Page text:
The first photo is of me at Albert Melbourne parkrun. It was school holidays and it was threatening to rain but I pushed on and went anyway. I’d scoped things out and chosen that one because they seemed to have such a diverse mix of speeds and I thought I probably wouldn’t be the last person. Probably. I didn’t know anyone there and was more than a little nervous as I walked up. I couldn’t have received a warmer welcome (and didn’t finish last). That photo was taken while I was lining up to have my barcode scanned (by Glynn Nicholas, no less!) and I was well and truly hooked.

It did take me a while to make it a regular habit but, very soon, I found my people at Balyang Sanctuary and thrived with their support and encouragement. The fourth picture is on our Christmas Day parkrun, the one where I did come last. And realised it wasn’t the worst thing in the world.

Most of the events in the pictures were done with friends – either home at Balyang Sanctuary or away at the many event launches and different courses I’ve run on. But there were also many where I knew no one. I wasn’t alone – you never are at parkrun and I have always felt welcome, regardless of where I happened to turn up on a Saturday morning.

There are some very special photos in the last 2 rows as my husband, possibly sick of me nagging him for 3 years, has joined in (mostly so he didn’t miss out on any more delicious breakfasts!). Having him along has made the memories even more special (and added running gear and apps to the regular topics of conversation in our household).

Looking at this photo montage seriously makes me smile – so many amazing memories and stories tied up in these 100 events. When I started on this journey, I had no idea it would lead me into a life this rich and happy and am so grateful for all that parkrun and the running community have given me. A running family and a renewed belief in my ability to do anything are amongst the most precious gifts. As well as the vision to see beyond the scales to embrace my strength, persistence and resilience.

Here’s to the next 100 🙂

Words matter. And the word ‘slow’ doesn’t help anyone.

Do you want to go out for a run with me sometime? If I've had a big day at work, it'll probably be a slow one whereas if it's parkrun on a Saturday morning, it'll probably be fast. Here's the thing – those words, slow and fast, won't mean the same to you as they do to me. So, really, they're not at all helpful as a way of describing pace. Therefore I am proclaiming loudly from my soapbox today – please stop using them when it comes to describing pace.

This rant is the result of some training runs advertised as being at a 'slow' pace…of 5.40min/km to 6.40min/km. I have absolutely no problem with the pace being suggested and think it was hugely helpful to have that there. Knowing people will be running at that pace means it's not suitable for me which is fine. What I take issue with is advertising this as 'slow'.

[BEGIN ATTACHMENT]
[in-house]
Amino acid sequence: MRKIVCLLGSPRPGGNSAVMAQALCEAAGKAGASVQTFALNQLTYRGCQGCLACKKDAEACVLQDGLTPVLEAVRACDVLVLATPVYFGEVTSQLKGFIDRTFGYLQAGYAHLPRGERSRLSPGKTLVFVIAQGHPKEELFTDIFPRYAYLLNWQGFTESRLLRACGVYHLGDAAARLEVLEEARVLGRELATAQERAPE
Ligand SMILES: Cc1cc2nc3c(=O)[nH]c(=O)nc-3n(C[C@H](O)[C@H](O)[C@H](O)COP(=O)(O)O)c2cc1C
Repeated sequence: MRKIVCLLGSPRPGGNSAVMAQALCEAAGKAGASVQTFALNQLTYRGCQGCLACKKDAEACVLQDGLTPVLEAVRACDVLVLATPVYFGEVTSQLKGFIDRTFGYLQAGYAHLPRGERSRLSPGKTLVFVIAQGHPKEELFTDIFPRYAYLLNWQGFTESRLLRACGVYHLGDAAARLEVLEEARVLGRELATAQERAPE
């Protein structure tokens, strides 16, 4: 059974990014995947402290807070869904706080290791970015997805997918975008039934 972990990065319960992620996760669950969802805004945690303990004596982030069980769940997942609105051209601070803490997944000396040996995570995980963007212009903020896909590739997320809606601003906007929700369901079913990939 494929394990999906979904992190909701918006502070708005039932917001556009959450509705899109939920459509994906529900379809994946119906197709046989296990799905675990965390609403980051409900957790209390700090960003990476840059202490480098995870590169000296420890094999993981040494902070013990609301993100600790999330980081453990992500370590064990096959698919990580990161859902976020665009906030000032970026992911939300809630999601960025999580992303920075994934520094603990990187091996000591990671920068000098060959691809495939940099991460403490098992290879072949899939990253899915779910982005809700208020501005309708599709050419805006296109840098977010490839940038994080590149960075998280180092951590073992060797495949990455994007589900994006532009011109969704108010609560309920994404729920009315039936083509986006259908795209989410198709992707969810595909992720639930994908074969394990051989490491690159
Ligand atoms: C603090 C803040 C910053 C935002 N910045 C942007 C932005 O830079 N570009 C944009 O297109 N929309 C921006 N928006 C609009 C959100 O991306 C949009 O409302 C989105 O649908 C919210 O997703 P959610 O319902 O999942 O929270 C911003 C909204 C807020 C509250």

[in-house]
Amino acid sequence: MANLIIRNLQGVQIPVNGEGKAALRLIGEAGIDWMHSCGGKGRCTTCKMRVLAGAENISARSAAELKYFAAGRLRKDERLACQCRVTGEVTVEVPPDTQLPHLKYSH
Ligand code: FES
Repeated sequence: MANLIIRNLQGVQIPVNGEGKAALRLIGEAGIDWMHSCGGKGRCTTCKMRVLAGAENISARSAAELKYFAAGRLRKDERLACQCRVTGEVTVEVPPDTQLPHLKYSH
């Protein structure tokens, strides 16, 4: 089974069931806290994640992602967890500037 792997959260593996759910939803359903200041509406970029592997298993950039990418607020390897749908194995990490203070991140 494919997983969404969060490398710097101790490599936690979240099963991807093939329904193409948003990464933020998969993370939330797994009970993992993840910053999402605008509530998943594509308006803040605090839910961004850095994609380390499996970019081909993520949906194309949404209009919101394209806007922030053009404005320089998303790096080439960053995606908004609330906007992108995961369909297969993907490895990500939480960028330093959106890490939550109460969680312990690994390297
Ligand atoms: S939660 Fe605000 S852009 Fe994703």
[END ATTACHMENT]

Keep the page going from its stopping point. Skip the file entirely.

To start with, that pace is not my idea of slow. There have been times when I've managed to run that pace but never for longer than a few minutes and never without being seriously oxygen deprived at the end. Plus it was possibly downhill. I also have some running friends for whom that pace is average. And some others who would find it not just slow but glacially so. So the continuum of pace descriptions really is a personal one and not a universal benchmark that we can all use to compare.

However, even worse than that – if that is somehow universally considered as 'slow', what do you call my pace? Or those who take longer than me to run a kilometre? Runners at the back of the pack like myself have to work hard to gain acceptance that comes quite easily to some others. I credit parkrun for helping open up the running community and ensuring it is inclusive for all regardless of shape, size, speed, running style or athletic background (or lack of). Putting labels on specific paces feels very much like a backwards step, like a 'you're just not trying hard enough' type of vibe. It probably didn't help that, when I drew attention to the non-slowness of the slow group, it was suggested I might like the beginners' running plan. It is true that I might however I'm not a beginner. I've just ticked off 8 half marathons, am training for my first full marathon and have been running consistently for 4 years. Yes, it is possible to have been running for that long and STILL be this pace.

And just to clarify, I'm not having a go at the fact this training run doesn't cater for me. I'm completely ok with that. I'm also completely ok with events having cutoff times that don't cater for all paces. I always look carefully at cutoff times and previous results before I enter anything and make sure the event is the right fit for me. I don't want to be out on the course alone any more than the event will want me there, keeping roads open and volunteers waiting around for a lonely runner. I stick to events where my pace is welcomed and the logistics have been organised accordingly. (Actually, while we're on the topic – saying 'no cutoff time' is not helpful either. Unless you actually, genuinely mean it. If you're happy to still be waiting for me 7 or 8 or 9 hours after the marathon started, great. If not, tell me that.)

In short, language matters. So let's all make a pact to stop using 'slow' or 'fast' to describe a run unless we quantify it by acknowledging that it's fast or slow 'for me'. And help re-educate the world by calling it out when we see others do it.

Ok, rant over. And, if anyone does feel like coming for a run, that's great – expect about 8.00min/km after a hard day at work and 7.00-7.30min/km on a Saturday morning. Unless it's downhill 🙂

Dopey training – week 6

Wow, week 6 already?! Seems to be going pretty quickly. Possibly too quickly actually – somewhat reassuring to think there are another 21 weeks of training to go.